had their “ox’s gored.”
Knebes referred to the matter of jurisdiction and
all signers of the petition, which was addressed by Forde’s concern
in representing all of the initiative signers in the case.
He complimented Forde by saying it not frivolous for him to be
defending himself, in that he had the “same quality as I get from
attorneys.” (Forde had
brought out the point that in practicing law without a license, which
he believed county attorney was asking him to do by naming him as
“representative” of the almost 3,800 people who had signed the
initiative, carried fines in excess of $37,000 and almost 3,800 years
in jail.) Knebes said he
didn’t think the county prosecutor would pursue Forde on the matter.
“You are an adequate representative of the group,” Knebes
stated. “You are not
here practicing law.”
The judge ruled in favor of the county,
disregarding the county code, and stated that even though it was
unusual for a case to go to court before it went on the ballot, that
there was sufficient reason, in his opinion, to go forward with the
court case. He denied
Forde’s motion to dismiss the case.
Forde then stated that he object to 1000 Friends
of Washington and Protect the Peninsula’s Future “intervening our
position. They do not
have greater rights than other citizens,” he said.
The two organizations claimed that they have been
involved in participating in the implementation of by the Growth
Management Act and the Critical Areas Codes, and that they want to
make sure the codes are “properly” carried out.
Forde argued that the members of their
organizations have the same rights as every other citizen, and that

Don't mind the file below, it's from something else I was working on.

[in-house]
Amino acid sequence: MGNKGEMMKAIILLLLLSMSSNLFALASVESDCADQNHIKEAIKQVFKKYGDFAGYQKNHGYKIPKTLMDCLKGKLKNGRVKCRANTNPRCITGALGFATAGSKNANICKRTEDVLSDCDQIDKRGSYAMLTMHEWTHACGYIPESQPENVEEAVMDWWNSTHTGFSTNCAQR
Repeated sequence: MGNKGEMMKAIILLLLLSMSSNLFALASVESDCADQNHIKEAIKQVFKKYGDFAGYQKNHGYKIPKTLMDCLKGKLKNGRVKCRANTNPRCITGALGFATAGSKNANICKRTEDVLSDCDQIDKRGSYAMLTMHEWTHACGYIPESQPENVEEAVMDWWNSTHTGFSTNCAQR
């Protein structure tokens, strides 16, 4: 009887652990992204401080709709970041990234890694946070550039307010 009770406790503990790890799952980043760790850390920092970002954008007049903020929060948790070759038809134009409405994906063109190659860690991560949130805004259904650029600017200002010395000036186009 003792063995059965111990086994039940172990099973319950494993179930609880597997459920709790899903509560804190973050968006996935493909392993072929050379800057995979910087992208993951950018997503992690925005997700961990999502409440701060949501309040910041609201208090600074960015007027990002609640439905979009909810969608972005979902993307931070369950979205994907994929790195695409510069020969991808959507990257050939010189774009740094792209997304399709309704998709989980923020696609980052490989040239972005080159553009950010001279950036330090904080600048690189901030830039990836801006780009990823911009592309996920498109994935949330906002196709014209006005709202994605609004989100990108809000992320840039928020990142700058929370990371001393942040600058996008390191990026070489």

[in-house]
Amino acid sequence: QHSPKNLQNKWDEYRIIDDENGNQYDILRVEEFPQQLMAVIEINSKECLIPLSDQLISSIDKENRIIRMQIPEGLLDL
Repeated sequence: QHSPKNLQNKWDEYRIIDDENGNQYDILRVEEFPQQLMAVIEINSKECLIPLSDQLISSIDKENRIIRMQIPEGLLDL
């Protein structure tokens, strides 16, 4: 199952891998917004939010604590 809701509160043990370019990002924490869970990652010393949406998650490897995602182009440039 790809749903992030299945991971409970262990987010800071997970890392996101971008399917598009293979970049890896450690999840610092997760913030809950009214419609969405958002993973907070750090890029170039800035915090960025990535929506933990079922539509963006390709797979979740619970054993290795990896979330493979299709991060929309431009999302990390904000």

they could vote on the issue at the polls. Forde continued that the
county prosecuting attorney could adequately defend the rights of the
members of these organizations.
The county prosecutor pleaded on behalf of the
environmental groups. She
reminded the judge that PPF and 1000 Friends of Washington had
expended their energies for implementation of the Growth Management
Act (GMA), including the Critical Areas Ordinance.
She declared that they were the key parts of a process in
adopting the Critical Areas Ordinance.
They were on administrative boards from counties and cities,
she said, which gave them a special interest in the case.
At issue is that the environmental groups are
stating that the adequately signed petition was improperly filled out.
Forde asked the judge how the repeal could
possibly affect the Growth Management Act.
“Luckily, I don’t have to answer those questions,” Knebes
The judge said he felt the environmental
organizations had a right to be involved in the case.
He overruled Forde’s objection, and allowed both
environmental groups into the case to “protect their interests.”
Tim Forde, attorney for BIAW (Building Industry
Association of Washington), asked to be allowed in the case to
represent the hundreds of builders who are affected by the Critical
Areas Code in the Clallam County area.
He said they seek permits to build within the Critical Areas,
and must comply to get those permits.
“Bob is in car sales. Our
interest permits that we adequately represent those builders.
They can’t be adequately represented by 1000 Friends of
Washington, PPF, or Bob Forde,” he said.
The judge asked Forde if he had any objection to
the building industry getting involved in the case. Forde replied, “No, Your honor, I need all the help I can
get, even a manual typewriter and a box of crayons would be welcome at
this point.” The judge
chuckled because he had previously complimented Forde’s writing and
motions, because many of the pro se litigants come before the court
write with crayons. The
judge allowed BIAW into the case.
As a result, there are now five parties involved in the